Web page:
No hardship but we don’t have money
Life in Savai’i can never be compared to life in Upolu.
Tupa’i Malu of Lano says it’s easier and simpler to survive on the big island, as opposed to the demands of Upolu.
“There’s no hardship here, no struggle but I think the only problem here is money,” Tupai told the Village Voice.
“But if we don’t work, we are not able to have money. We can’t just keep depending on our children overseas to support us financially, we should also work to earn our own living.”
Tupa’i said income-generating opportunities are very limited.
“We have a lot of land to work on, start a plantation and a vegetable farm and that’s a lot. Those are the things we know we can sell and get money from.
“Besides, if we believe in God, we can do anything.”
Tupa’i also believes in the saying that where there’s a will, there’s a way.
“Savaii is lucky to have big customary lands to work on, and if you believe in yourself anything you do will always work.”
“But if we compare the lands that some of our families in Upolu are living on, they are struggling.”
Tupa’i said the life in Upolu is almost like living in New Zealand or Australia.
“Everything is paid for, the water bills, the electricity, the food and everything.
“I’m saying this because I’ve been there too, I used to live in Upolu and that was the struggle we faced every day.”
Tupa’i believed that we have to work hard to earn our living but not just rely on hand outs.
Asked about the government’s developments for Savai’i?
“We hear so many promises but I don’t know if any of those promises have been done.”
“There is a need to establish a University in Savai’i to cater for our children here, because this is why many families migrate to Upolu.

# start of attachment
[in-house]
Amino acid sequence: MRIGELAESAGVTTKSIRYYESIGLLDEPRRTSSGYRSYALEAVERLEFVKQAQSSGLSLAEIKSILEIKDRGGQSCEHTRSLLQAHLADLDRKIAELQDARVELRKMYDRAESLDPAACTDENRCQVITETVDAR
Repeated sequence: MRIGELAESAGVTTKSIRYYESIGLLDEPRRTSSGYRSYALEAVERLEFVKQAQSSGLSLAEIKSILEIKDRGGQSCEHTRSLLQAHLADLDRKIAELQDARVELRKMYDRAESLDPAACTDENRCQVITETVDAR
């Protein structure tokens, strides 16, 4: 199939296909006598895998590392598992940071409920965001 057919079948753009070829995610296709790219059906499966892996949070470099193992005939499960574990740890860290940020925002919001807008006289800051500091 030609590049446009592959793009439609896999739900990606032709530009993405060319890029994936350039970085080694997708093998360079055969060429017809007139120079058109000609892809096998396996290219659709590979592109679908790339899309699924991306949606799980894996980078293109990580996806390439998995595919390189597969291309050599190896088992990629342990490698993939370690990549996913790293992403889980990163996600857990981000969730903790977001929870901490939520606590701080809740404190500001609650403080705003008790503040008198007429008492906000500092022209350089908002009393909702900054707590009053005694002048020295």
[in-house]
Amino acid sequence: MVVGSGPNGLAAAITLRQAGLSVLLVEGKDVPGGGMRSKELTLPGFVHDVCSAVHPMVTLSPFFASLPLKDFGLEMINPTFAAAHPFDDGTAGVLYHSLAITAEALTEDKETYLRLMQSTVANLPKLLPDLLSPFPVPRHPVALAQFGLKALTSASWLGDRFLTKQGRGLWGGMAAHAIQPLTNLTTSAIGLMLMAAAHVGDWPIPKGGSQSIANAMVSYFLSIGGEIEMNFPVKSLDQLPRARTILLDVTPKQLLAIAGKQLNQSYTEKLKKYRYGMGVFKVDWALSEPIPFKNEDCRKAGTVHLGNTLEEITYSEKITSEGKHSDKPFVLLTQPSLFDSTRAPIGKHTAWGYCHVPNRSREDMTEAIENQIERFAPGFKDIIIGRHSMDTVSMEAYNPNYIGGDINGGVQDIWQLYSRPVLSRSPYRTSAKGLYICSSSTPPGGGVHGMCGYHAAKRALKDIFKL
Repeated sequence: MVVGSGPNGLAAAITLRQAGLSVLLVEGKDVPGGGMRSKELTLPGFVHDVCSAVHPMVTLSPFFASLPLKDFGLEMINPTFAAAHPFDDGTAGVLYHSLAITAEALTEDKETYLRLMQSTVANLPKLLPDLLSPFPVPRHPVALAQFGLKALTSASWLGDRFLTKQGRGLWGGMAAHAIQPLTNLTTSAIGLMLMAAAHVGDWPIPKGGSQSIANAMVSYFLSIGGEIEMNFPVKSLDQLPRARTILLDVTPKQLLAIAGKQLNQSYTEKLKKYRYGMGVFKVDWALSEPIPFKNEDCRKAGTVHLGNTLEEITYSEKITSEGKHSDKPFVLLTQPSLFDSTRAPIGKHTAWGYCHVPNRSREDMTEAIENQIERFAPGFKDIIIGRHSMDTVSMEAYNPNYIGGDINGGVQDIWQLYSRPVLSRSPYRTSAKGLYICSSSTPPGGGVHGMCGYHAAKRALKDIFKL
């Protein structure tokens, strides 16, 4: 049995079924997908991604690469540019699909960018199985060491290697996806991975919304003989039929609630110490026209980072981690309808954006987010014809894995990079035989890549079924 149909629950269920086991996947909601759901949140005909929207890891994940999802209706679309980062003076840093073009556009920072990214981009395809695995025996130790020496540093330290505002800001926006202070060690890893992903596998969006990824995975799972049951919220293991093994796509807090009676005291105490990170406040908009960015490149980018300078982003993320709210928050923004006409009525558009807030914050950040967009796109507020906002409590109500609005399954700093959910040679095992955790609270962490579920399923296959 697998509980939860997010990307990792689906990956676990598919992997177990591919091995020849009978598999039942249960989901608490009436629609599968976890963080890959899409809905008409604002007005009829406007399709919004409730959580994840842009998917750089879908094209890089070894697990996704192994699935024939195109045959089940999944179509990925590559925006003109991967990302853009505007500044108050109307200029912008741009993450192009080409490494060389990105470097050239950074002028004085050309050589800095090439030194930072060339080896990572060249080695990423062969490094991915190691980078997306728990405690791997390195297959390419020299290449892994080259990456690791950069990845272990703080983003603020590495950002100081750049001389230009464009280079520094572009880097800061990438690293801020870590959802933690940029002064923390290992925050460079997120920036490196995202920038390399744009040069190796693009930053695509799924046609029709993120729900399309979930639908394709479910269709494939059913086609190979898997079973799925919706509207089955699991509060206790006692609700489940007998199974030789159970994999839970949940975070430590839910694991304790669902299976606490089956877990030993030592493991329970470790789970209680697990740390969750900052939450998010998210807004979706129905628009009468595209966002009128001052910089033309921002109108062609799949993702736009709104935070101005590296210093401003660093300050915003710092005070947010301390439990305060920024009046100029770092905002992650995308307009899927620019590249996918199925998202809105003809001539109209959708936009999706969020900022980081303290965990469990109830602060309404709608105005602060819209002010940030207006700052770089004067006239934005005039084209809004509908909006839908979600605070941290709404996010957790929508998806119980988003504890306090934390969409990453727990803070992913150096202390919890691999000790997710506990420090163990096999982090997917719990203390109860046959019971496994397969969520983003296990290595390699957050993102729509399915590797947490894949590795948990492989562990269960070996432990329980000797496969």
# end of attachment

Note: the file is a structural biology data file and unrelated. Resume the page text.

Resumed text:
“It’s very difficult to send children away and live with other members of your family especially when they are not used to it.”
Tupa’i said that is another problem because many children sent by their families to attend school in Upolu return without finishing college.
Sometimes it’s either their parents can’t afford the expenses spent on them or they are not happy with the environment they are living in.
“These are the kind of development that the government should prioritise.”
Tupa’i also elaborated on the village and church contributions.
He said it is up to the person what to do and what not to do.
In every village the council has to decide what’s best for the development of the village.
“Our village have curfews in the evening and that is to encourage every family of the village to do their prayers, have their family talk and also for the parents to share to their children.”
The whole idea is to encourage the youth that this is how we live our lives as Samoans.
Tupa’i recalled his youthful years living with his parents.
How his parents disciplined him and his siblings at their young age.
“We were taught how to respect and work hard to look after our family.”